Dora Gordine

Guadaloupe Head/Negress

1928

Medium
Bronze on fabric and wooden base
Dimensions
Object: 360 x 230 x 230 mm
Collection
Tate
Acquisition
Transferred from the Victoria & Albert Museum 1983
Reference
T03746

Display caption

During the 1920s and 1930s, Gordine worked on a series of sculptures that represent the physiognomic characteristics of different races. This work was probably made in Paris, in the context of a growing interest in the art and cultural objects of non-western cultures among the European avant-garde. It is also firmly rooted in the colonialism of the era. The Caribbean island of Guadaloupe was a French colony, and later became part of France. While artists such as Picasso and Gaudier-Brzeska looked to African carvings as an inspiration, Gordine never departs from the language of classical European sculpture.

Gallery label, December 2011

Catalogue entry

T03746 Guadaloupe Head c.1925–7

Bronze 14 1/4 × 9 1/8 × 9 1/8 (360 × 230 × 230)
Inscribed ‘Dora Gordine 8/8’ on back of head and ‘VALSUANI CIRE PERDUE BRONZE’ on back of neck
Transferred from the Victoria and Albert Museum 1983
Prov: Mrs A.Q. Patullo (probably purchased at the Leicester Galleries in 1938); bequeathed by her to the Victoria and Albert Museum 1952 (Circ. 80–1952)
Exh: ? Salon des Tuileries, Paris (date unknown, unspecified cast);? An Exhibition of Sculpture by Dora Gordine, Leicester Galleries, October 1928 (7, repr., as ‘Guadaloupe Head (Negress’, unspecified cast); ? Exhibition of Recent Sculpture and Drawings by Dora Gordine, Leicester Galleries, November 1938 (24, under ‘Earlier Sculpture’, unspecified cast); ? Junge Künstler, Dora Gordine, Fritz Kronenberg, Paul Strecker, Galerie Alfred Flechtheim, Berlin, September–October 1929 (4, repr. as ‘Negerin’ unspecified cast); travelling exhibitions of Department of Circulation, Victoria and Albert Museum; British Sculpture in the Twentieth Century, Whitechapel Art Gallery, September–November 1981 (79)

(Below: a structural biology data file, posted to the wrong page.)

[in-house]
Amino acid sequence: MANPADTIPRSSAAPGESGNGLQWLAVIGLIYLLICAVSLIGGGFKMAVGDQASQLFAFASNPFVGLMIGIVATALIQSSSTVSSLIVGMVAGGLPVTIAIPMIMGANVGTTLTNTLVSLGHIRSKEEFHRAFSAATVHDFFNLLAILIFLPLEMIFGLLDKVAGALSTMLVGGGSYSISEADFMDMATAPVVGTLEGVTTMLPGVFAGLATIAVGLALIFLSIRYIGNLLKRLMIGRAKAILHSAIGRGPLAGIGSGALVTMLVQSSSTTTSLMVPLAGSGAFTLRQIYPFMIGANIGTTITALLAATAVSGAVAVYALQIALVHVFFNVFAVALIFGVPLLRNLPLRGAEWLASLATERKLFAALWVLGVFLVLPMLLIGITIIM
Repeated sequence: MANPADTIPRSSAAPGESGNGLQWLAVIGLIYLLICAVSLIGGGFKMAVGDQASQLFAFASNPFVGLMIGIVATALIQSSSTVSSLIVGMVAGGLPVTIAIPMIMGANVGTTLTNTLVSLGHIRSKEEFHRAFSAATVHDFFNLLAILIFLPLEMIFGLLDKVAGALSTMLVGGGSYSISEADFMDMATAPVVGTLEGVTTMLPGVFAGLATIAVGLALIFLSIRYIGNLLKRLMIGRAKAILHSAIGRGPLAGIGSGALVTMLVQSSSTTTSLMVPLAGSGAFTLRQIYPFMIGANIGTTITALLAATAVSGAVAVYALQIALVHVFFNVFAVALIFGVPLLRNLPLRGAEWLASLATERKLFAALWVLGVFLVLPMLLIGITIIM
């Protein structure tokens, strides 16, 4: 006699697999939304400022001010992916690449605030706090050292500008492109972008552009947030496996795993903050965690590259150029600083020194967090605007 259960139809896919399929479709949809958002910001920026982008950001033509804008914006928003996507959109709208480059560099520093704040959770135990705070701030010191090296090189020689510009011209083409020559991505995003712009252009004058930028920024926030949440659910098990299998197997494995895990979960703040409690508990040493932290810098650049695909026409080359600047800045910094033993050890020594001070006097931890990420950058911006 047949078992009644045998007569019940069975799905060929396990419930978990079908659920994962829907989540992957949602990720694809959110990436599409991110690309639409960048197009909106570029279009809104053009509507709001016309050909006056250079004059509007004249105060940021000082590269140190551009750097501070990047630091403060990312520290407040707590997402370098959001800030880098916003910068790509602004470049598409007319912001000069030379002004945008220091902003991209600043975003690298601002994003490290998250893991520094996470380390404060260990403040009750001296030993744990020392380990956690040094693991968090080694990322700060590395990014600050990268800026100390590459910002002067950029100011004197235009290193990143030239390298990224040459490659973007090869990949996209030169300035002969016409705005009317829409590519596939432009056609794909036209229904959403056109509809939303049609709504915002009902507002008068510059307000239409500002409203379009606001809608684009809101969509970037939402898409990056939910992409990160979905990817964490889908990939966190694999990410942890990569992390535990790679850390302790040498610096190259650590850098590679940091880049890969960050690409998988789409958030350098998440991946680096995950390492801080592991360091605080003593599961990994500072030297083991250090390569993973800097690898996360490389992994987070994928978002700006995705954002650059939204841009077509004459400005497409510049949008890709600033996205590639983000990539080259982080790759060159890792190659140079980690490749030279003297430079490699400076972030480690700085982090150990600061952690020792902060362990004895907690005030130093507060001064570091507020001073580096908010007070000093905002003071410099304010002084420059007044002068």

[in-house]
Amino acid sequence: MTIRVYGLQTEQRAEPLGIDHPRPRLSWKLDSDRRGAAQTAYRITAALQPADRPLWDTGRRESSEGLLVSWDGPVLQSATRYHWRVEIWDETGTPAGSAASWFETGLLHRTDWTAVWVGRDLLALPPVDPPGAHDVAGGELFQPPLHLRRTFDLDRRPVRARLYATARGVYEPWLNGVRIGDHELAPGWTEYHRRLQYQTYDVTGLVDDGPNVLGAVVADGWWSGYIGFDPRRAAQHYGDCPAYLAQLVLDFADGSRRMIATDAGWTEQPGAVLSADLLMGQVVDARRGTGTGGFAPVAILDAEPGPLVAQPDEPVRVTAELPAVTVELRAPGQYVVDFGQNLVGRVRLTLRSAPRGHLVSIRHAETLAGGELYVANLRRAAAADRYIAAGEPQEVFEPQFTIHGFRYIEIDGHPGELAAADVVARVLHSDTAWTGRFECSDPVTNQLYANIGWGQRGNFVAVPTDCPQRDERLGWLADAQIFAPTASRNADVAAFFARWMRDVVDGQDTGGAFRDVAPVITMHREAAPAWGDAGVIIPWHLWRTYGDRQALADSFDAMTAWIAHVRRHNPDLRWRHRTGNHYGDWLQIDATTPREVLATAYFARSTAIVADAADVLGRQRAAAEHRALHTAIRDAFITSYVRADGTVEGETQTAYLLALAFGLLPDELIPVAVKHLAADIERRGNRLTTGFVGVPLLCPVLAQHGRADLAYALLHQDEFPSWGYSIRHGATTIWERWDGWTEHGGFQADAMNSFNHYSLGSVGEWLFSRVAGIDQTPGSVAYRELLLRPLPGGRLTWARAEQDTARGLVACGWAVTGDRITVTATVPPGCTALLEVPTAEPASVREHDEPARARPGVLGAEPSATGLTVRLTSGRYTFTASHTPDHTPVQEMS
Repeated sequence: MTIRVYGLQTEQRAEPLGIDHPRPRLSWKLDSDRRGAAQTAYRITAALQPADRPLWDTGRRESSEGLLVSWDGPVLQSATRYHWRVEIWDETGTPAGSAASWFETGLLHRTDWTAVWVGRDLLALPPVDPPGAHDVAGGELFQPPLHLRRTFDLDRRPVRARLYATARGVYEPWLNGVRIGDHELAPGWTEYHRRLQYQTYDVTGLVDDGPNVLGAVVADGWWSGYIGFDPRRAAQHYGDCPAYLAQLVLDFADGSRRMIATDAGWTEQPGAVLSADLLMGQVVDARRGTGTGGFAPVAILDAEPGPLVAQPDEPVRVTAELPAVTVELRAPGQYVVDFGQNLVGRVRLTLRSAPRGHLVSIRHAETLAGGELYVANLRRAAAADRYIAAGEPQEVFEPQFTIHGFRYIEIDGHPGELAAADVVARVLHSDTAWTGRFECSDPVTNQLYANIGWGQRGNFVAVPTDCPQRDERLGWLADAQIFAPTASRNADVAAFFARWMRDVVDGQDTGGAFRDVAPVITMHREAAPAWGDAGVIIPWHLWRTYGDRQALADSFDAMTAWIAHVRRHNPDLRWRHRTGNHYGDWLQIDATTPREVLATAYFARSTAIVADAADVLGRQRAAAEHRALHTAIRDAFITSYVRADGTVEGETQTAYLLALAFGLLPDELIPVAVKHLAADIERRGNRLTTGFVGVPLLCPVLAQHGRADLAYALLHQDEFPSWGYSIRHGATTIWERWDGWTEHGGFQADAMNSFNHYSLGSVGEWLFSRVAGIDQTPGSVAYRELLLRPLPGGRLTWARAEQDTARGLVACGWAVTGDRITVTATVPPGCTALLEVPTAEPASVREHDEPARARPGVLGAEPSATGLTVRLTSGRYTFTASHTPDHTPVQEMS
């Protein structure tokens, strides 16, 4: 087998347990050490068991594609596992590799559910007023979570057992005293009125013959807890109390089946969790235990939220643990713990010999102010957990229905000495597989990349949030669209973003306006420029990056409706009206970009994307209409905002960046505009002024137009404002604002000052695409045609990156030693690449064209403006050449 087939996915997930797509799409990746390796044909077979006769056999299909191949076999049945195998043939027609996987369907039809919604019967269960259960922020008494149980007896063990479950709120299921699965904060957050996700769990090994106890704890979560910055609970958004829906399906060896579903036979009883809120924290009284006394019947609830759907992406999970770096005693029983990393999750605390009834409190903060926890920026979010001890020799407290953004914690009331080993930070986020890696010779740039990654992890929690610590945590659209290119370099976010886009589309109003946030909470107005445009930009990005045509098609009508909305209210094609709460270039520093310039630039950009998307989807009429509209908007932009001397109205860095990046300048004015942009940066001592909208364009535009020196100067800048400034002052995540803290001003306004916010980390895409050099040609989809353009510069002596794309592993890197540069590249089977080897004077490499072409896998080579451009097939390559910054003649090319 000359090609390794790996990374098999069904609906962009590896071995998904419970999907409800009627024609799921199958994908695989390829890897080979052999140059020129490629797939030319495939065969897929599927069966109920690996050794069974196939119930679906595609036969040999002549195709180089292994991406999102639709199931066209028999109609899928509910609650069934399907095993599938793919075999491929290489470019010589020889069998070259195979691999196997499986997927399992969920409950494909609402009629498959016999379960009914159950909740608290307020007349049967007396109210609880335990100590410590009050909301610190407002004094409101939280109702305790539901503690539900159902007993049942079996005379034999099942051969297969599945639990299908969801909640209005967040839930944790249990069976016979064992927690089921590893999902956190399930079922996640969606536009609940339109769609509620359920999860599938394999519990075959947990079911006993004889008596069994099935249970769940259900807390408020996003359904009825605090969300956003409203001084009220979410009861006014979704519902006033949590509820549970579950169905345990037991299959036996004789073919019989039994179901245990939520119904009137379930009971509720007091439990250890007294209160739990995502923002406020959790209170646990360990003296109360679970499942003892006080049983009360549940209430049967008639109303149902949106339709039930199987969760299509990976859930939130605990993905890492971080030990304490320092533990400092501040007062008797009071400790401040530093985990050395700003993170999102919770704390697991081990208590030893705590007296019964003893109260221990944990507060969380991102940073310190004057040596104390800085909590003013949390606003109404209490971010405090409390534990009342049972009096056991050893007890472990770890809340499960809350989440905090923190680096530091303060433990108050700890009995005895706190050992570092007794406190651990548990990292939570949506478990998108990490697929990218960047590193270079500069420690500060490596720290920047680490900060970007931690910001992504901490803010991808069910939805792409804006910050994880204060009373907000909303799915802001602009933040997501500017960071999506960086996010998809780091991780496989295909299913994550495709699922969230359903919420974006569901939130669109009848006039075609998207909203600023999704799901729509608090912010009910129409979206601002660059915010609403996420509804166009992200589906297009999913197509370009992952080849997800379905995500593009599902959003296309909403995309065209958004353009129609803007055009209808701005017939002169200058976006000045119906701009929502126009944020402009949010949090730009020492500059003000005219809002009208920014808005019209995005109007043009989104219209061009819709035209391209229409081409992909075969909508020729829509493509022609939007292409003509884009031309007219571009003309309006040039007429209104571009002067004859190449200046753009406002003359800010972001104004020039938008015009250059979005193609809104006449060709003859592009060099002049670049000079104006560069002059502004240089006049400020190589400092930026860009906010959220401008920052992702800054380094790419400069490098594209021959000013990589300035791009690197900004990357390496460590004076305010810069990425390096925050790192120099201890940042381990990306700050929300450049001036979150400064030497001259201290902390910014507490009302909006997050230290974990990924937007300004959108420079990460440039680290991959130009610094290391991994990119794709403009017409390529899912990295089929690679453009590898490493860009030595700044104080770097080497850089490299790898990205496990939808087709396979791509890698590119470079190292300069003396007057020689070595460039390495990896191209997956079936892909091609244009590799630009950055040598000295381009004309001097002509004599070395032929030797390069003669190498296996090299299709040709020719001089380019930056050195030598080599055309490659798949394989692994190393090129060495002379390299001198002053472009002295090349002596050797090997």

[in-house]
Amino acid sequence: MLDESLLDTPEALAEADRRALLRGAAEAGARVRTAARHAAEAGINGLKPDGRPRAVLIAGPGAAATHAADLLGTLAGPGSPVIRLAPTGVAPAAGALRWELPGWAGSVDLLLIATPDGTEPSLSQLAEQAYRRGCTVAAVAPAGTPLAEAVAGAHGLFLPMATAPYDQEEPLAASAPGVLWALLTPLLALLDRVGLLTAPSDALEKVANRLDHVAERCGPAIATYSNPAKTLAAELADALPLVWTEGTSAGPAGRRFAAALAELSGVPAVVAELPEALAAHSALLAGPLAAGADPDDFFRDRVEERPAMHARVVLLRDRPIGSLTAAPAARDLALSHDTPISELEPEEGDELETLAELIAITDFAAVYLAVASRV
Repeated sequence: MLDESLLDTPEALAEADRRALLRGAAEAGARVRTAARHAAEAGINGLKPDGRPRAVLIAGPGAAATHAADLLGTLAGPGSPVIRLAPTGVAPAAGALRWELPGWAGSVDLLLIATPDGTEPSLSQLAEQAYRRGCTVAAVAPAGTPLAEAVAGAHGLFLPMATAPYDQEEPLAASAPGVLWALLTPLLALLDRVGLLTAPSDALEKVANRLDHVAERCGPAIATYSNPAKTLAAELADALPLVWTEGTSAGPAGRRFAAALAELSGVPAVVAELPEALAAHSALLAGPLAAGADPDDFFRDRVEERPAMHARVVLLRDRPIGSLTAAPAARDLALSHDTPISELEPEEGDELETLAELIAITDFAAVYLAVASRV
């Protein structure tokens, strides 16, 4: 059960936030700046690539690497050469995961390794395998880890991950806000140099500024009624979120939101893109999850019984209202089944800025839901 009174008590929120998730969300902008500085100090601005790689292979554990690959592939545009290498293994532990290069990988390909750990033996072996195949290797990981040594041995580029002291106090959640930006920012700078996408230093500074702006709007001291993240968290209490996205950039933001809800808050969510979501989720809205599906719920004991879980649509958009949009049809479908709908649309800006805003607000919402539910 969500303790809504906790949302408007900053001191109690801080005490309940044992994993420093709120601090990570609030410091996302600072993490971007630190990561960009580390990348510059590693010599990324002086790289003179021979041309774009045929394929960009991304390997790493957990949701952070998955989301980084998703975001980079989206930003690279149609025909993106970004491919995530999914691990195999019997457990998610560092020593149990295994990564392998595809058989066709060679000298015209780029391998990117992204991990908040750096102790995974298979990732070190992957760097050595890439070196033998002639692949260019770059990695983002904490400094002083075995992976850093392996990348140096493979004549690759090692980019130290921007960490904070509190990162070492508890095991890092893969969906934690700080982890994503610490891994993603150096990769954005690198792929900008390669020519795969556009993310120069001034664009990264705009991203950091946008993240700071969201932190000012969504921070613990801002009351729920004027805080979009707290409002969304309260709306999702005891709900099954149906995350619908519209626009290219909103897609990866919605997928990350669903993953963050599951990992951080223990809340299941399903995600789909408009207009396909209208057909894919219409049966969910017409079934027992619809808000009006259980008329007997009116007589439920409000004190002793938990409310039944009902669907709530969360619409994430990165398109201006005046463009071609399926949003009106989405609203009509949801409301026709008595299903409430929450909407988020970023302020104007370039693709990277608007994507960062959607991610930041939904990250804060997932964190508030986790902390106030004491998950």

Lit: Arthur Symons, ‘Sculpture, Dora Gordine’, The Spectator, 4 November 1938

The artist (the Hon Mrs Richard Hare) has stated that this is the earliest of her four bronze heads of African and Oriental women that belong to the Tate Gallery. She made the sculpture while still a student at Paris University, and modelled it from the life from a girl whom she met by chance, and ‘struck by her dignity’, asked to sit for her.

The edition of eight casts was completed, and the artist recalled that all were sold to private collectors by 1938.

This information was given by the artist on 7 February 1985.

Published in:
The Tate Gallery 1982-84: Illustrated Catalogue of Acquisitions, London 1986

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